February 11, 2004

Last year, Wachovia Corp. found itself with a challenge in the bank's bulk payments area.

Wachovia (Charlotte, N.C.; $389 billion in assets) partners with European banks to provide payment services in North America and Latin America. For example, the bank receives pension payments through the FileAct system via its SWIFTNet Gateway and passes them to its back-end systems for processing.

The bank had been using the SWIFT Integrated File Transfer (IFT) software for receiving bulk payment data over the SWIFT X.25 network. But Belgium-based SWIFT, which supplies messaging services and interface software to 7,500 institutions in 200 countries, announced that it planned to phase out the IFT software. Its goal was to migrate to the IP-based SWIFTNet system and its SWIFT FileAct Service. Banks had until December 19, 2003 to get ready for the change.

So Wachovia had to search for software that would act as a middleman between the new SWIFT FileAct Service and the bank's own back-office operations. "SWIFT was doing away with the IFT product, so we were mandated to get off of the application by December and replace it with a new product" for bulk file messages, says Olivia Durocher, a vice president at Wachovia, who manages the SWIFT and offshore team within the bank's international division. "We needed file-transfer software to work with FileAct, integrating these files with our back-end applications," she says.

The bank decided on Connect:Direct for SWIFTNet software, from Sterling Commerce, Inc. (Columbus, Ohio), a subsidiary of SBC Communications Inc. In early December, Wachovia made the switch to the new software, which will send and receive bulk payment files from customers to the bank's own back-end applications. "Files come into the gateway, and Connect:Direct [for SWIFTNet] pushes (them) out to the back-end applications," Durocher says.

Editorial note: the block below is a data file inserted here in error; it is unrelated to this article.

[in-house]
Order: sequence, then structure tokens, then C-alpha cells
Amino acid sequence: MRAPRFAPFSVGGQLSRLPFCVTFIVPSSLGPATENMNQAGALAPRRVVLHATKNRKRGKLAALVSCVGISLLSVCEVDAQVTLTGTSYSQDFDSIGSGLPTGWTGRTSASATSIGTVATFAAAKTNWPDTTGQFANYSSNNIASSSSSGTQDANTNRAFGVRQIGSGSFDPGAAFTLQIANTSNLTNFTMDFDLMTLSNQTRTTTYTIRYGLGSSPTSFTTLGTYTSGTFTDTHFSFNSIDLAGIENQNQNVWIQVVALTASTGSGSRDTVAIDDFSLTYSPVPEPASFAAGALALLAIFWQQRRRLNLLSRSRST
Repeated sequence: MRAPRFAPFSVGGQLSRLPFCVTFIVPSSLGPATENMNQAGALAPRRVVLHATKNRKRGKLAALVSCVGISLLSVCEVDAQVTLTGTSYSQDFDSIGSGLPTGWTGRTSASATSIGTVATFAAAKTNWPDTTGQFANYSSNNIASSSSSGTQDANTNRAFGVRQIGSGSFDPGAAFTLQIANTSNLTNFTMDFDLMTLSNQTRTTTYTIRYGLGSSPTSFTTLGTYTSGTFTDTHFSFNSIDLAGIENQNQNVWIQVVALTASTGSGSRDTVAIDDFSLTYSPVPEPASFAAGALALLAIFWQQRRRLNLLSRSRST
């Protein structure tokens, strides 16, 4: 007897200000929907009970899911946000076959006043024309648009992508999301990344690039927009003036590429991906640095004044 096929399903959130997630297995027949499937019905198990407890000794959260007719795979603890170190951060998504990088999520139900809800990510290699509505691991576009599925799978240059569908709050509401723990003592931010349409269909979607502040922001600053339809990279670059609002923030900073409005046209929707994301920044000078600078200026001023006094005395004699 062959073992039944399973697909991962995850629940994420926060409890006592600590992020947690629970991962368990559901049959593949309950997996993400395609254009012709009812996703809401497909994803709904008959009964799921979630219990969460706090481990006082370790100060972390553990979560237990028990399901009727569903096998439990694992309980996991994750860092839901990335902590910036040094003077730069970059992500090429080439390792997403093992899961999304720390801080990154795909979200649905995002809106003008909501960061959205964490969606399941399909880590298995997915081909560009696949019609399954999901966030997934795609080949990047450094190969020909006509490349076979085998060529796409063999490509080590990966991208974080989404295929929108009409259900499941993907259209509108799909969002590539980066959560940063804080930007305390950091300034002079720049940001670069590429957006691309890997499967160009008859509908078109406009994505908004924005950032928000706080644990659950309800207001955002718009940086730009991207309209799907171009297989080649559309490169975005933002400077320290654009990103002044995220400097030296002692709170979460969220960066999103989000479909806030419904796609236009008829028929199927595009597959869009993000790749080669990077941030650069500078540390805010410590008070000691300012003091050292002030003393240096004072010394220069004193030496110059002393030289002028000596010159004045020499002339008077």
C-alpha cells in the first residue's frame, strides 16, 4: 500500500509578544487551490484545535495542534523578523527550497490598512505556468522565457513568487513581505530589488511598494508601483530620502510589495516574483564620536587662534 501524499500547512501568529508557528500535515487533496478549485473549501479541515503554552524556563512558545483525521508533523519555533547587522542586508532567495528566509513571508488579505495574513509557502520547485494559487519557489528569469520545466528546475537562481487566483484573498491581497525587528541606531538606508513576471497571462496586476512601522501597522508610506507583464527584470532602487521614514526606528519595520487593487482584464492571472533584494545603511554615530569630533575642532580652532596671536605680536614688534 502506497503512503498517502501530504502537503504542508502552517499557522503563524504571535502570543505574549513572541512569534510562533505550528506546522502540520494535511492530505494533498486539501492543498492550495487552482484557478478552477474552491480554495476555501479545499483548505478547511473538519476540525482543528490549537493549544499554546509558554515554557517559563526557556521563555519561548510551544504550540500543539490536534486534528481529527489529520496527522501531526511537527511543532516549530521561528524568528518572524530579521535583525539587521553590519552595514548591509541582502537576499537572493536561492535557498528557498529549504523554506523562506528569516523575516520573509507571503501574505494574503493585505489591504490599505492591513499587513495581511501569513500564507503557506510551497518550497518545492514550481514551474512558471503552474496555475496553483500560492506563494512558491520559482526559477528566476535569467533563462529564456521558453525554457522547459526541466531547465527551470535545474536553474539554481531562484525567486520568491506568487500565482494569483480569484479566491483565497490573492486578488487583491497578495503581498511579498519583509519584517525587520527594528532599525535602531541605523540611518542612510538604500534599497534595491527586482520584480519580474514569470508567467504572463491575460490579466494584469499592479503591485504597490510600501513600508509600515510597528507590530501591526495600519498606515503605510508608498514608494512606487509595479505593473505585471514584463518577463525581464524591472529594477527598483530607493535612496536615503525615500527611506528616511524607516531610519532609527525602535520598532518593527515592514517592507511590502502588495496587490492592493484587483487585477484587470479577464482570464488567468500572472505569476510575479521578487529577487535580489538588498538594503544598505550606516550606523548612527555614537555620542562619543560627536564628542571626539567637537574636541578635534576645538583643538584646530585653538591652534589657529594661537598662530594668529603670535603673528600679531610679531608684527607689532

Wachovia started planning for the transition to SWIFTNet in the fall of 2002. Faced with the need for new file-transfer software, the company looked to Sterling Commerce. Wachovia already used Sterling's Connect:Direct in other areas of the bank for file transfers, which turned out to be important in making a decision. Connect:Direct "was working really well for us," Durocher says.

So deciding to go with Connect:Direct for SWIFTNet "was kind of a no-brainer for us." She declines to disclose how much Wachovia paid for the software.

By early 2003 Wachovia had a plan for the overall transition to SWIFTNet, and the company installed Connect:Direct for SwiftNET mid-year on Sun Unix hardware. "It was very straightforward to set up," Durocher says.

In the third quarter Wachovia started testing the new software with clients who had been using the IFT system. That process aimed to double-check that Connect:Direct for SWIFTNet could handle lots of different scenarios that might come up, including getting duplicate files.

While installing Connect:Direct for SWIFTNet did not prove too complex for Wachovia, Durocher says, the bigger challenge was that the overall transition to SWIFTNet turned out to be a multidimensional undertaking. However, the software has worked well for Wachovia, Durocher says. "It has been very flexible," she says.

At press time Sterling Commerce had plans to introduce the next release of Connect:Direct, and Durocher says that Wachovia will use it.

SNAPSHOT

INSTITUTION: Wachovia (Charlotte, N.C.)

ASSETS: $389 billion

BUSINESS CHALLEGE: Standardize bulk payments file transfers.

SOLUTION: SWIFTNet upgrade using Connect:Direct for SWIFTNet, from Sterling Commerce, Inc. (Columbus, Ohio).